VF: As soon as I learnt how to read, I wanted to write. I think it was somewhere between ten to fifteen years ago that I finally put pen to paper, so to speak, and started writing my first book. The first few books I started were eventually left to gather dust (I don't remember getting more than a few pages into each) - it seemed so daunting to write a whole novel! Eventually, I decided to 'just write the story' and if it turned out to be a novel, great, but, if not, I would be happy with having written a short story (this is how most of my short story collections came about). Today, I don't really know why I found it so daunting a thought - it seems easy now, but that's probably because doing anything regularly for years makes that thing easy after a while. I've never studied writing or publishing - at least, not formally. When I started out - and even sometimes now - I Google anything I'm unsure of or haven't had experience with yet. So far, so good!

EEG: What's the premise of your Wizard of Ends and how did you get the idea for this series?

VF: The plot in Wizard of Ends, Book 1 revolves around the sorceress Assassa trying to claim rulership over the Kingdom of Ends. When the king refuses to give in to her intimidation, she conjures magical creatures of darkness to hunt the queen and kill her. The wizard, Lashlor Leaflin, is unwittingly caught up in the conflict and subsequently offers to help protect the queen. Overall, the series deals with Lashlor's unwillingness to use magic - at almost any cost.

Lashlor's character popped into my head one day - a wizard who refuses to use magic to the point where most people think he isn't really a wizard - and I started writing. The story pretty much wrote itself from the start, so I'm not sure I could say it was my idea - more like Lashlor's idea.

EEG: Do you listen to music while you write?

VF: I prefer silence when writing. Sadly, our neighbourhood (and home!) is a noisy one, so I do listen to music quite often, because music is less distracting than yakking dogs and other 'nuisance noises'.

EEG: What are you currently working on?

VF: I'm quite far (almost a third of the way) into writing Wizard of Ends, Book 3: Mountains of Eclador, and plan to finish writing that before I continue with the next book in my other series, Legends of Origin.

EEG: I can't wait to read it! Best of luck with your books and thanks so much for stopping by the blog today.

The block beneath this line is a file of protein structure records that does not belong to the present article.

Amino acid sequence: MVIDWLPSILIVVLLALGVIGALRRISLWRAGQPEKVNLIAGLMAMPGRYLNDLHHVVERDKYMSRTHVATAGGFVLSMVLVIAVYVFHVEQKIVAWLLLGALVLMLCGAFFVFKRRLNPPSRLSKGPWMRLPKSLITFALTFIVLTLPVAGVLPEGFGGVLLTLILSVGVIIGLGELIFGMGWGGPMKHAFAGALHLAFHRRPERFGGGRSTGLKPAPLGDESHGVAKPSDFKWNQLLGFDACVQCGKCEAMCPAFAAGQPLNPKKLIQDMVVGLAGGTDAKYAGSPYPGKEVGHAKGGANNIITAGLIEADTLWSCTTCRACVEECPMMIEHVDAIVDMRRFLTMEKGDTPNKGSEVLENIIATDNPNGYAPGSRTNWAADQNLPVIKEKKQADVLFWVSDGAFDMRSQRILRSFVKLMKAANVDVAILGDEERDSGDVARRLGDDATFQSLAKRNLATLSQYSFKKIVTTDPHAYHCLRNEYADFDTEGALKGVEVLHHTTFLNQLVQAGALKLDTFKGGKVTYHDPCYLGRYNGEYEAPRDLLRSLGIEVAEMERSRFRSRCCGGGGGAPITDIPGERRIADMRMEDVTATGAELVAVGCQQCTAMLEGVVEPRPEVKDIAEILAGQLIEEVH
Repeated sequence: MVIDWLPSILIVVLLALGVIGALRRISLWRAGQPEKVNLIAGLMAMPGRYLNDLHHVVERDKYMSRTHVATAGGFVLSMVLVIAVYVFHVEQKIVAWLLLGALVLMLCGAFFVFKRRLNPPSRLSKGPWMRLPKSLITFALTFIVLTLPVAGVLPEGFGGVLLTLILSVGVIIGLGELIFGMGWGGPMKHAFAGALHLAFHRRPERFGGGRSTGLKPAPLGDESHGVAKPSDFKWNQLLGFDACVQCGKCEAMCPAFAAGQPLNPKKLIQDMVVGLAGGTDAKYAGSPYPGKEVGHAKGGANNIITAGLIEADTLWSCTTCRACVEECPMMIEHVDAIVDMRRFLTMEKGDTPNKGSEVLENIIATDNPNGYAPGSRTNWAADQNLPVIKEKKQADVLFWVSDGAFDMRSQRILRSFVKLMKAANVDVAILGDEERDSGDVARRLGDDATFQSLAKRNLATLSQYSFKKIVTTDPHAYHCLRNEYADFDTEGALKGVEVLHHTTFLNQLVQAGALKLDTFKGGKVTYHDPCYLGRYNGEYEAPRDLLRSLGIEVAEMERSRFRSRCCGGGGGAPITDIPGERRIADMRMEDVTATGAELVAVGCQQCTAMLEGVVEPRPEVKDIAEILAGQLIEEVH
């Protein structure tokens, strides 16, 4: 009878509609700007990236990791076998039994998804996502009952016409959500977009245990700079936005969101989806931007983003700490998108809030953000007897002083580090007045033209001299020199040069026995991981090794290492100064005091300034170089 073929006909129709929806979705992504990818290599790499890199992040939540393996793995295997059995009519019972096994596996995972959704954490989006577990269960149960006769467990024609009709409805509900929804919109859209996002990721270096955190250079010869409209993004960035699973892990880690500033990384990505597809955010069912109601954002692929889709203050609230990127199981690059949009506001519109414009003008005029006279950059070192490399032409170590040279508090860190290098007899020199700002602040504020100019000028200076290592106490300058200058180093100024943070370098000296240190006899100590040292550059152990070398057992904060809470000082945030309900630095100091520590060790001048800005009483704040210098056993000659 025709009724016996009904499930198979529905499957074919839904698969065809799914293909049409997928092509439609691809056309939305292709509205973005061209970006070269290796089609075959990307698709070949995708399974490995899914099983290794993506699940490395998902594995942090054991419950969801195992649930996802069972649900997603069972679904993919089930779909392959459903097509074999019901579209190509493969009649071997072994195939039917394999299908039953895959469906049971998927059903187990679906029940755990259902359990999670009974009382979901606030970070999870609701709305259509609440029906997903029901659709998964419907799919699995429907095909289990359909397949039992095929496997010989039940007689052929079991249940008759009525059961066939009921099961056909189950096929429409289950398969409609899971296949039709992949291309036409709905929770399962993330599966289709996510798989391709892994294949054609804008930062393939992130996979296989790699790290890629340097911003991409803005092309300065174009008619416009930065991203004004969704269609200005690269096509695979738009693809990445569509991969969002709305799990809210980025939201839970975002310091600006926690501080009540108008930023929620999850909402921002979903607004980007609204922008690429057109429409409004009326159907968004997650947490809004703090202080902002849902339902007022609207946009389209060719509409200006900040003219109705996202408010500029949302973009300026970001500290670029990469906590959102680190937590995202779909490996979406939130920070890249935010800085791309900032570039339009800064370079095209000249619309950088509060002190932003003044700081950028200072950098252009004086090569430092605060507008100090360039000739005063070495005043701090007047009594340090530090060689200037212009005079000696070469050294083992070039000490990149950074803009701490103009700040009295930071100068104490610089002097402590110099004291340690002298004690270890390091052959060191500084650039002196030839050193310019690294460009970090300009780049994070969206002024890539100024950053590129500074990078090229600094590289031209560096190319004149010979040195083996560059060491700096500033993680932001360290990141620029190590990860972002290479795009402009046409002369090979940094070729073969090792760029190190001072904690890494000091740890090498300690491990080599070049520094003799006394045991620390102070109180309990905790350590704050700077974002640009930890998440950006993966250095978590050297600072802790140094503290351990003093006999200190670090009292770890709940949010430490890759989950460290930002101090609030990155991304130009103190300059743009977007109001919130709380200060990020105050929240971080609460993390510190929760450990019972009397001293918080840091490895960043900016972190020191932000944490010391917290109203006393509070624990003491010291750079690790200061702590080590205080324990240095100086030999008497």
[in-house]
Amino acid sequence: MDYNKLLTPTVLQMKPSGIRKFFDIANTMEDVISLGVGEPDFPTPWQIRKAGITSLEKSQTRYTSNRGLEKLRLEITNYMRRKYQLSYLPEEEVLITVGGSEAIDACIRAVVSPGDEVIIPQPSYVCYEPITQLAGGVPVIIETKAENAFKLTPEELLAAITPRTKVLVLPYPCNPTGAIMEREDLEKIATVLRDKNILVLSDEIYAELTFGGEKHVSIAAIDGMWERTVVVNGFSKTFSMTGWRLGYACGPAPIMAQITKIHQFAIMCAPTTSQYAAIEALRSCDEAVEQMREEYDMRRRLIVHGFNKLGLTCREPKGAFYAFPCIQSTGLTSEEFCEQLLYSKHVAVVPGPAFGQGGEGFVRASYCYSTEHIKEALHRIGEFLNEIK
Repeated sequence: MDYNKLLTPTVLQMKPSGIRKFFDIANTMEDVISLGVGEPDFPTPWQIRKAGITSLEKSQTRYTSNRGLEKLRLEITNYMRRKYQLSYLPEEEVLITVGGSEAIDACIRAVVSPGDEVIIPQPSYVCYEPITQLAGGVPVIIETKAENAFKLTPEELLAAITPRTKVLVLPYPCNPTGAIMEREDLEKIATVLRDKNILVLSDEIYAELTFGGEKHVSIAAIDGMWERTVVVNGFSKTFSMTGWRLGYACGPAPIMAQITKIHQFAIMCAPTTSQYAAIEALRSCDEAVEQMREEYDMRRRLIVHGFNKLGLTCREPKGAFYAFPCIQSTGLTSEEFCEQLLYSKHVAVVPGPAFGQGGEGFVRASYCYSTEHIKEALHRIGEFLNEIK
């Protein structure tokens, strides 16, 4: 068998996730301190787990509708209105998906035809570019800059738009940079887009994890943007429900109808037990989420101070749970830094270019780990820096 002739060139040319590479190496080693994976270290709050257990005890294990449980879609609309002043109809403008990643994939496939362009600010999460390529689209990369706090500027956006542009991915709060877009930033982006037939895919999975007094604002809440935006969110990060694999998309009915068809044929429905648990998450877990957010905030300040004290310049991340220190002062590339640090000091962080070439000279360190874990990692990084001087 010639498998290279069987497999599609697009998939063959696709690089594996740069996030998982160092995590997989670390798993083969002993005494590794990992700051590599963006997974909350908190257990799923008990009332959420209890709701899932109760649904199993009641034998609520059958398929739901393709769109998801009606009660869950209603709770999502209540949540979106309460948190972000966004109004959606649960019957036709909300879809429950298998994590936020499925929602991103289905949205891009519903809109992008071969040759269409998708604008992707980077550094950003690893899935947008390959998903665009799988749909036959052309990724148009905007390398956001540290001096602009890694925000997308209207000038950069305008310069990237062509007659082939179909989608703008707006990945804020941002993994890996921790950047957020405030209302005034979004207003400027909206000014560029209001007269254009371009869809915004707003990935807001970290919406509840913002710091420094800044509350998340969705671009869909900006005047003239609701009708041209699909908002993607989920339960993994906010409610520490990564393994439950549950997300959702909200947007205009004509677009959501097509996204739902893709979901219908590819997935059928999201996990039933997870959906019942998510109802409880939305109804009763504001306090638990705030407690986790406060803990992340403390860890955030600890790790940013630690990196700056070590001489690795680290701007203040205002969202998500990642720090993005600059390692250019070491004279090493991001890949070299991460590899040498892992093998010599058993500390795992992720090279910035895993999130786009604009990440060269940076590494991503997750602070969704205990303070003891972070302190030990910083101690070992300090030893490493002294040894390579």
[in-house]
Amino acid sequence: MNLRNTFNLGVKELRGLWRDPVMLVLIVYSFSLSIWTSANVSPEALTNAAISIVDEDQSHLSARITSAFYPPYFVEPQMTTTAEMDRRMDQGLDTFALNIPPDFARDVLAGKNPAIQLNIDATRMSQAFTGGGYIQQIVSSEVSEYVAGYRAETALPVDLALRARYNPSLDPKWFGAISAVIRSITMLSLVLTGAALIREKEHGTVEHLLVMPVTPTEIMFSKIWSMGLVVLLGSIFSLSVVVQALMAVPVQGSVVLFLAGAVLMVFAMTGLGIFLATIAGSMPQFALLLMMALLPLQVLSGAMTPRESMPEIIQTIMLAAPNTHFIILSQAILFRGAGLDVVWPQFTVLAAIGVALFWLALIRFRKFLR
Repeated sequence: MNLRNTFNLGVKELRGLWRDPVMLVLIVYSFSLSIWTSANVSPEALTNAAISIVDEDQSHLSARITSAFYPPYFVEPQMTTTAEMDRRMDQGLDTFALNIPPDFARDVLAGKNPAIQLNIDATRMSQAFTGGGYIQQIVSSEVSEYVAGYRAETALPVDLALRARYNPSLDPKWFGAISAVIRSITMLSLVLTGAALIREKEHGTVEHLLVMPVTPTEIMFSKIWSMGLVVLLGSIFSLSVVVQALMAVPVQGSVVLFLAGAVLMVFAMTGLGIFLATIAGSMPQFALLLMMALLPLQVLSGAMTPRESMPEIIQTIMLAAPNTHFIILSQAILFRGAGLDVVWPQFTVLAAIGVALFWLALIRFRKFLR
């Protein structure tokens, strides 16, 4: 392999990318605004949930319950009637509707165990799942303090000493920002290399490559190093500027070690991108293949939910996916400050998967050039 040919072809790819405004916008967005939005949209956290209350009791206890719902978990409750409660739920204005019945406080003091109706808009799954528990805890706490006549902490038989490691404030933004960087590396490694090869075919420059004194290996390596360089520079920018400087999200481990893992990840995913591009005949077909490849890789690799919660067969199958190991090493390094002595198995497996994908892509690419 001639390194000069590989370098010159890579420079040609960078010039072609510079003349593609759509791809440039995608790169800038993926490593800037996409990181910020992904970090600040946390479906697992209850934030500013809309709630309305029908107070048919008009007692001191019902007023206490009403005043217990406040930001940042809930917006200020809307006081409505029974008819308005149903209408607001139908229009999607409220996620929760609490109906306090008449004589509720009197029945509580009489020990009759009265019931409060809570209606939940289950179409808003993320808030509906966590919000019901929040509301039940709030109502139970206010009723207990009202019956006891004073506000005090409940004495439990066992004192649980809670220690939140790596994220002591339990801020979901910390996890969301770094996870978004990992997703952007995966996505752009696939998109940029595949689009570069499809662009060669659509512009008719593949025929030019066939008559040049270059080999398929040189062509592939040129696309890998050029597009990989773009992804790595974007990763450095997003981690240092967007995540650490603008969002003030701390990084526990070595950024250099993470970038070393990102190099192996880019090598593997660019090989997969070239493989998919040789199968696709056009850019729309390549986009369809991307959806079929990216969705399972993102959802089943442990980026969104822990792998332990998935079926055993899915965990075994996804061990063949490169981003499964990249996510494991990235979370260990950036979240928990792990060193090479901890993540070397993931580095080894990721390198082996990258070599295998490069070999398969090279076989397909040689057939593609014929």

To find out more about Vanessa and her books you can visit her website, blog, her Facebook fan page . You can also follow her on Twitter and Goodreads. The first book in the Wizard of Ends series can be downloaded for free from the following sites:

Barnes & Noble

Sunday, November 9, 2014

From old ship artifacts to Amish science fiction: Chris Pourteau talks about his journey as a writer

One of the best things of being an indie author is to meet other indie authors. If you've followed my interviews for the past few months you've seen that I've met a lot of great authors who write in different genres, styles, formats, but they all have one thing in common: they are passionate and enthusiastic about what they do.

One such author is Chris Pourteau, who, as he introduces himself in his bio,
has made a living at one time or another as a teacher, a lab technician helping to recover one of Christopher Columbus’s ships, and a technical writer and editor. Shadows Burned In is his first foray into the world of long fiction.
I met Chris over a long chat about viruses (look out for his forthcoming book The Serenity Strain!), but I was so intrigued by the Columbus's ship story that I knew I had to find out more. So I'm thrilled to have Chris as my guest on the blog today!

EEG: Welcome, Chris! Tell us a bit more about your "past life" as a lab technician in particular: what kind of lab where you working at and did this inspire any of your stories?

CP: When I was a junior-senior in college, I worked part-time as a student lab technician. This would’ve been 1989–1990. Texas A&M University is home to the Institute of Nautical Archaeology (or INA). Our job at the lab was to recover artifacts from the Molasses Reef Wreck in the Turks and Caicos Islands. It was actually one of Christopher Columbus's ships from one of his voyages to the new world. Not one of the famous ones though! By the time I came on board the project, all the concretions (underwater rock formations with artifacts inside) had been brought to A&M for recovery. I became really good friends with my fellow student techs, and most of them I’m still close friends with today. It was a GREAT experience! The “lab” was actually an old fire station located on a repurposed air base near A&M. It was hot in the summer but a great job for a student, especially one who loves history like I do.